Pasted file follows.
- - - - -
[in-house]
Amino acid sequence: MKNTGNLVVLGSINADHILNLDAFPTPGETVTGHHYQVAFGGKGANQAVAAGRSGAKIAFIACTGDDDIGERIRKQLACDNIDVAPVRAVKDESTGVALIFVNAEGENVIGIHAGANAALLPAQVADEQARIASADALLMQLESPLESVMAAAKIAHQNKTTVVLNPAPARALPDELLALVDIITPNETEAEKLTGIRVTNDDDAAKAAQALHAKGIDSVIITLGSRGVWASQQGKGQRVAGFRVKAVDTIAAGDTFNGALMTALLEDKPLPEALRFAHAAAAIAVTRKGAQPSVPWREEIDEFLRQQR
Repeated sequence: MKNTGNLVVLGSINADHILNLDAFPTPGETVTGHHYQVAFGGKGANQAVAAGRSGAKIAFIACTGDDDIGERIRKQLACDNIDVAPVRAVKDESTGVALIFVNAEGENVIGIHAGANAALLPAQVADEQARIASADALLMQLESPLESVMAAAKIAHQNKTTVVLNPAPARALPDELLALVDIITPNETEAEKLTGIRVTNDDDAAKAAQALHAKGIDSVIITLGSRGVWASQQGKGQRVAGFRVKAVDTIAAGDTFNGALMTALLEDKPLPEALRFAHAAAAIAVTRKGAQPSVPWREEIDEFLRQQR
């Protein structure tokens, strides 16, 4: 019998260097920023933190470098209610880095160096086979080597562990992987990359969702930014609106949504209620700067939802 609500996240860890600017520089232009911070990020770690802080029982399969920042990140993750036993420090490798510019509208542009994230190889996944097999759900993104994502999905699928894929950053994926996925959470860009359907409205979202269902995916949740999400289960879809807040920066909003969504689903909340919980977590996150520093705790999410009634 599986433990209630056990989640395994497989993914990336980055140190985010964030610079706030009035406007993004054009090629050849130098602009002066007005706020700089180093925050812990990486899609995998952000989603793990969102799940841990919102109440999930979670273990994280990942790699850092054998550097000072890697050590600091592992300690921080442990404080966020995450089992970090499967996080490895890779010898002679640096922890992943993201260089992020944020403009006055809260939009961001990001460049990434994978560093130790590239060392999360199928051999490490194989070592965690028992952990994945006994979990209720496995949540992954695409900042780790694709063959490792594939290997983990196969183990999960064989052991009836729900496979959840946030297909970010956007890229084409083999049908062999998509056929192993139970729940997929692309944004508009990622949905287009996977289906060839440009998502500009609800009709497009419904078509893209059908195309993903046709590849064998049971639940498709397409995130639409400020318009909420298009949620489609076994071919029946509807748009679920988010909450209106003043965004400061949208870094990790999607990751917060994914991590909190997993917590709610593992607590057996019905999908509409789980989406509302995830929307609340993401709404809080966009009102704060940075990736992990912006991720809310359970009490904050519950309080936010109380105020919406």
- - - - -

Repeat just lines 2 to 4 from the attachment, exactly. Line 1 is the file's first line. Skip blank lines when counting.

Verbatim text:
Amino acid sequence: MKNTGNLVVLGSINADHILNLDAFPTPGETVTGHHYQVAFGGKGANQAVAAGRSGAKIAFIACTGDDDIGERIRKQLACDNIDVAPVRAVKDESTGVALIFVNAEGENVIGIHAGANAALLPAQVADEQARIASADALLMQLESPLESVMAAAKIAHQNKTTVVLNPAPARALPDELLALVDIITPNETEAEKLTGIRVTNDDDAAKAAQALHAKGIDSVIITLGSRGVWASQQGKGQRVAGFRVKAVDTIAAGDTFNGALMTALLEDKPLPEALRFAHAAAAIAVTRKGAQPSVPWREEIDEFLRQQR
Repeated sequence: MKNTGNLVVLGSINADHILNLDAFPTPGETVTGHHYQVAFGGKGANQAVAAGRSGAKIAFIACTGDDDIGERIRKQLACDNIDVAPVRAVKDESTGVALIFVNAEGENVIGIHAGANAALLPAQVADEQARIASADALLMQLESPLESVMAAAKIAHQNKTTVVLNPAPARALPDELLALVDIITPNETEAEKLTGIRVTNDDDAAKAAQALHAKGIDSVIITLGSRGVWASQQGKGQRVAGFRVKAVDTIAAGDTFNGALMTALLEDKPLPEALRFAHAAAAIAVTRKGAQPSVPWREEIDEFLRQQR
């Protein structure tokens, strides 16, 4: 019998260097920023933190470098209610880095160096086979080597562990992987990359969702930014609106949504209620700067939802 609500996240860890600017520089232009911070990020770690802080029982399969920042990140993750036993420090490798510019509208542009994230190889996944097999759900993104994502999905699928894929950053994926996925959470860009359907409205979202269902995916949740999400289960879809807040920066909003969504689903909340919980977590996150520093705790999410009634 599986433990209630056990989640395994497989993914990336980055140190985010964030610079706030009035406007993004054009090629050849130098602009002066007005706020700089180093925050812990990486899609995998952000989603793990969102799940841990919102109440999930979670273990994280990942790699850092054998550097000072890697050590600091592992300690921080442990404080966020995450089992970090499967996080490895890779010898002679640096922890992943993201260089992020944020403009006055809260939009961001990001460049990434994978560093130790590239060392999360199928051999490490194989070592965690028992952990994945006994979990209720496995949540992954695409900042780790694709063959490792594939290997983990196969183990999960064989052991009836729900496979959840946030297909970010956007890229084409083999049908062999998509056929192993139970729940997929692309944004508009990622949905287009996977289906060839440009998502500009609800009709497009419904078509893209059908195309993903046709590849064998049971639940498709397409995130639409400020318009909420298009949620489609076994071919029946509807748009679920988010909450209106003043965004400061949208870094990790999607990751917060994914991590909190997993917590709610593992607590057996019905999908509409789980989406509302995830929307609340993401709404809080966009009102704060940075990736992990912006991720809310359970009490904050519950309080936010109380105020919406």